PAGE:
Scotsman Obituaries: Alastair Campbell of Airds, soldier and historian

Alastair Lorne Campbell of Airds, soldier and historian. Born: 11 July 1937 in London. Died: 10 November 2022 in Oban, aged 85
Among the positions held by Alastair Campbell was Islay Herald of Arms ExtraordinaryAmong the positions held by Alastair Campbell was Islay Herald of Arms Extraordinary
Among the positions held by Alastair Campbell was Islay Herald of Arms Extraordinary

Alastair Campbell of Airds, who died aged 85 on 10 November 2022, was a soldier and Highland historian who promoted the name of Clan Campbell and its Argyllshire homeland around the world.

A giant of a man at 6ft 6in tall who began most days with a full cooked breakfast, tropical disease forced him to forego the military career that ability and family tradition – his father won the Victoria Cross – laid out for him. Instead, he devoted his many talents, energy and affable nature to preserving and promoting a wide range of ancient and not-so-ancient Scottish traditions.

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As chief executive of Clan Campbell and archivist to the then Clan Chief Ian, the 12th Duke of Argyll, he spent much of his career, according to his son Johnny, “effectively employed in his favourite hobby”. His magnum opus was his three-volume The History of Clan Campbell (2000), but other books include histories of The Argyll and Sutherland Highlanders, The Royal Company of Archers and The Highland Society of London.

Alastair Campbell was born on 11 July 1937, the son of Brigadier Lorne Campbell VC, DSO and bar, OBE, TD, and Amy Muriel Jordan. He was educated at Eton, where he was an Oppidan Scholar. Inspired by his father’s heroics – his VC at the Battle of Wadi Akarit was the only one awarded to the hard-fighting 51st Division in the entire Second World War – and by his grandfather and other forebears, he joined The Argyll and Sutherland Highlanders in 1957. There he served as a platoon commander under Major Colin Mitchell (later “Mad Mitch” of Aden fame), conducting aggressive operations against the Greek Cypriot nationalist fighters EOKA in the Cyprus Emergency. Mitchell later described him as “not at his best as a subordinate, having left Sandhurst with a field marshal’s baton firmly in his sporran”.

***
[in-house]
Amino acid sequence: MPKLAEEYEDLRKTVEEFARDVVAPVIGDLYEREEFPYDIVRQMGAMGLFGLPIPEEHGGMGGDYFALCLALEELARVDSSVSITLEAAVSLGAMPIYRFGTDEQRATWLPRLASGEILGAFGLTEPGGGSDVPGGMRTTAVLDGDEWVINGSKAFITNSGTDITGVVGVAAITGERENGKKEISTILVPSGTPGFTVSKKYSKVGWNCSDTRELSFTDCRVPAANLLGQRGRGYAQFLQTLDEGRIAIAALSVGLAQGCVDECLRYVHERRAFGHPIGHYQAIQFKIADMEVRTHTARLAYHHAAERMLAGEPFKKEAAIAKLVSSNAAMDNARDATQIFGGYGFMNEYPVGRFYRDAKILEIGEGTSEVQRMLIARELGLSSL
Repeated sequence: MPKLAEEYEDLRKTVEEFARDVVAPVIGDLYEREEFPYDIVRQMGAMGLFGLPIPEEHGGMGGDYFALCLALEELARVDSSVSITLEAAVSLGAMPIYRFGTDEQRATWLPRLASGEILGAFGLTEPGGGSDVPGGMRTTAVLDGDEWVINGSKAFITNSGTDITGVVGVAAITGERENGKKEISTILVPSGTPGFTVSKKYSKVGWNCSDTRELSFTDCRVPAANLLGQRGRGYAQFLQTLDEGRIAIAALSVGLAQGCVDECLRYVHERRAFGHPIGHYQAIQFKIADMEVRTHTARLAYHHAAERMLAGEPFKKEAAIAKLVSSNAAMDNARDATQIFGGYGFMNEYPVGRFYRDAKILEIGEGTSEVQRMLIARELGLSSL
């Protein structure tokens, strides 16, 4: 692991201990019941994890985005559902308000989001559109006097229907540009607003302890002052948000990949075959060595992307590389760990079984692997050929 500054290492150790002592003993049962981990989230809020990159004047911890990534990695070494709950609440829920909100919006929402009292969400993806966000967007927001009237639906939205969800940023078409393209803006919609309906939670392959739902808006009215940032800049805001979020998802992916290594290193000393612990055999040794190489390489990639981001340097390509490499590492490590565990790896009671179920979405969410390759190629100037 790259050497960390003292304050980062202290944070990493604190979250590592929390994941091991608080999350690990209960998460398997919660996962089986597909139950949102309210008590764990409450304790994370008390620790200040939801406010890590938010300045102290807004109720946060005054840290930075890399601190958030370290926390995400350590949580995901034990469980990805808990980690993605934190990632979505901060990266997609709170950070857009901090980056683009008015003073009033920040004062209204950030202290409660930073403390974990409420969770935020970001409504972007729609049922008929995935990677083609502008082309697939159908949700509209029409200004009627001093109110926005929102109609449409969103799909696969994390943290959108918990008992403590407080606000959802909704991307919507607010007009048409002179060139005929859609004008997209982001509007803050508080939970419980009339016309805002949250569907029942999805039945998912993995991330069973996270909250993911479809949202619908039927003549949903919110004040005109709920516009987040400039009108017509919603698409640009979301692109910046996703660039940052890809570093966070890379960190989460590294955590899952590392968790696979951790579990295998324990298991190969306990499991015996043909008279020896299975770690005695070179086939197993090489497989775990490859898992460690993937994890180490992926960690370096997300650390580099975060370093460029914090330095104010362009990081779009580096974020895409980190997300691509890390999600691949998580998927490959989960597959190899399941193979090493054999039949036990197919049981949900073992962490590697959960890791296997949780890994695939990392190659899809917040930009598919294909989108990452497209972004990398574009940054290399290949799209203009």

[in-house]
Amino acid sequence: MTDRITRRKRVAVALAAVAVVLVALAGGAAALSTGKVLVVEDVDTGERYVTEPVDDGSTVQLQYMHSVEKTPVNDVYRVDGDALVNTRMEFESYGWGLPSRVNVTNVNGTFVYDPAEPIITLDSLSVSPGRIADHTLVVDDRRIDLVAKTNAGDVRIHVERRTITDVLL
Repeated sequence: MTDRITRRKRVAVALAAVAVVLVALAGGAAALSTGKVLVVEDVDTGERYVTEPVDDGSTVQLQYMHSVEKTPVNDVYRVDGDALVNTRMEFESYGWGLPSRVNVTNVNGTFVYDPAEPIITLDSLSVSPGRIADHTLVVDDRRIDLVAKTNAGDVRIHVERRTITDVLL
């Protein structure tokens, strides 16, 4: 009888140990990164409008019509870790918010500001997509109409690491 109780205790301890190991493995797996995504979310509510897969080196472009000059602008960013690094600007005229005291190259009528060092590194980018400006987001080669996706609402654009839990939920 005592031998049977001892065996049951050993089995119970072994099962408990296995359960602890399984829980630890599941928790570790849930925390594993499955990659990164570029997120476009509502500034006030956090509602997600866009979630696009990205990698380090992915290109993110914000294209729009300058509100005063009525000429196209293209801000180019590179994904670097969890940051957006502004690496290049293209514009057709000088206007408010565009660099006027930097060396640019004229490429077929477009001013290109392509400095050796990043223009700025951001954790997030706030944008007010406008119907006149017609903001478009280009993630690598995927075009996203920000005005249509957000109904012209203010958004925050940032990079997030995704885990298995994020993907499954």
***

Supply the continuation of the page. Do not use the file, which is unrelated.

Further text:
At one stage in the insurgency, he helped foil a terrorist plot by escorting to the local police station two suspicious-looking men claiming to be plumbers. As it turned out, their profuse sweating on the bumpy Land Rover journey was down to their having 18 highly unstable sticks of dynamite in the sack said to contain pipe fittings.

On return to more mundane duties as a training subaltern at the Regimental depot, one platoon training exercise included enlisting his men in an investigation of the unsolved 1752 murder of the pro-Hanoverian Colin Campbell of Glenure (the Red Fox of Stevenson’s Kidnapped), using mine detectors to search for musket balls. The exercise attracted good publicity for The Argylls and, much to his delight, involved him in onerous correspondence with amateur historical sleuths, some on the fringes of sanity.